Prosus, subsidiary of Naspers, announces increase in profits from Tencent stake

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A Prosus logo is displayed in the Amsterdam Stock Exchange building as Prosus begins trading on the Euronext stock exchange in Amsterdam, the Netherlands on September 11, 2019. REUTERS / Piroschka van de Wouw

AMSTERDAM, June 21 (Reuters) – Prosus NV (PRX.AS), the international investment arm of South African firm Naspers (NPNJn.J), on Monday reported better-than-expected net profit of 7.45 billion dollars for 2021, driven by strong returns from its large stake in Chinese software giant Tencent.

However, the company reported an operating loss of $ 1.04 billion in companies it owns around the world in online marketplaces, food delivery and educational software.

Analysts had seen a net profit of $ 4.63 billion for the 12 months ended March 31, down from $ 3.66 billion for the same period a year earlier, according to data from Refinitiv. Prosus owns 28.9% of Tencent (0700.HK) and is itself controlled by Naspers, Africa’s largest company by market capitalization.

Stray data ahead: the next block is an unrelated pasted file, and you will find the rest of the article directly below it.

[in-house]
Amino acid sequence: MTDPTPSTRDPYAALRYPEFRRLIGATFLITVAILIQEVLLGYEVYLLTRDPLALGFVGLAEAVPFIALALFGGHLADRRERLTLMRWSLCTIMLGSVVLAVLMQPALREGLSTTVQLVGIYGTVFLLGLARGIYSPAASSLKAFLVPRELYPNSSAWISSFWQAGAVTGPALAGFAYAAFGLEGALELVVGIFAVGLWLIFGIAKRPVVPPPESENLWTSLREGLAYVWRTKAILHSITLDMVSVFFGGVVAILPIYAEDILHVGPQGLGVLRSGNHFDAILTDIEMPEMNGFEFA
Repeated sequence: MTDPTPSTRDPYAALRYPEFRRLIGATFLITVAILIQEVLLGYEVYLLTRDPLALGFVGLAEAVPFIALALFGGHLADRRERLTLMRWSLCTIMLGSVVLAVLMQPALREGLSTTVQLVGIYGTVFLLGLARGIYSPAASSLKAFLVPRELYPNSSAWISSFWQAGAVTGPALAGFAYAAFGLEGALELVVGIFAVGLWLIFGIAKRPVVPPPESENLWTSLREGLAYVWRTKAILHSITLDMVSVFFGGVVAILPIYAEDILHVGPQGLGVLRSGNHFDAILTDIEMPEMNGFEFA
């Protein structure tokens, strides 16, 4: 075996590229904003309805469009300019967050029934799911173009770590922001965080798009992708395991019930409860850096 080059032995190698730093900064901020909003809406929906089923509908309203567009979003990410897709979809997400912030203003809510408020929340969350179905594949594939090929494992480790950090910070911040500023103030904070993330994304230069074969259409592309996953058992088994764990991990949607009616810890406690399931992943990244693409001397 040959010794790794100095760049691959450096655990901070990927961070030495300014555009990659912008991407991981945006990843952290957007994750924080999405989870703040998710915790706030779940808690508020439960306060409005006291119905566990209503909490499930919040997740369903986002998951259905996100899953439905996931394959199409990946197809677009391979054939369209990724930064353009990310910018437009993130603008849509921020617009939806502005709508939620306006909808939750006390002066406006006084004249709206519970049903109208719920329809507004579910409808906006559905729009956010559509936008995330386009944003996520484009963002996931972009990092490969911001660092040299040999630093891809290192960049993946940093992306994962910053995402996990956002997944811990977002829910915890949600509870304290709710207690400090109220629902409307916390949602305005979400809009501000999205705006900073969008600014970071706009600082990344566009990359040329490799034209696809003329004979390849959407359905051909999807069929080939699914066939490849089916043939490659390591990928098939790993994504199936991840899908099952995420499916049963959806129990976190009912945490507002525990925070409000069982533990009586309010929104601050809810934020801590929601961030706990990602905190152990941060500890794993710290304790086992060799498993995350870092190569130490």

Of the net profit, $ 7.1 billion came from minority investments, dominated by the contribution from Tencent, which increased its profits by 33%.

Prosus said its operating loss was due to higher personnel costs and that its business had performed well amid the coronavirus pandemic.

He pointed to a 54% increase in turnover for the companies it consolidates, to $ 5.1 billion from $ 3.3 billion.

“During the period, we accelerated revenue growth, improved profitability and cash generation, and increased the number of customers,” the company said in a statement.

Prosus parent company Naspers reported a 24% increase in gross earnings per share – the main indicator of corporate earnings in South Africa – of 814 cents US, compared to 656 cents reported for the same period one year earlier.

Naspers currently owns 73% of Prosus. The companies are seeking shareholder support to move to a cross-ownership structure that would move most of their assets to Amsterdam while leaving control to Naspers. Read more

Reporting by Toby Sterling, editing by Louise Heavens

Our standards: Thomson Reuters Trust Principles.

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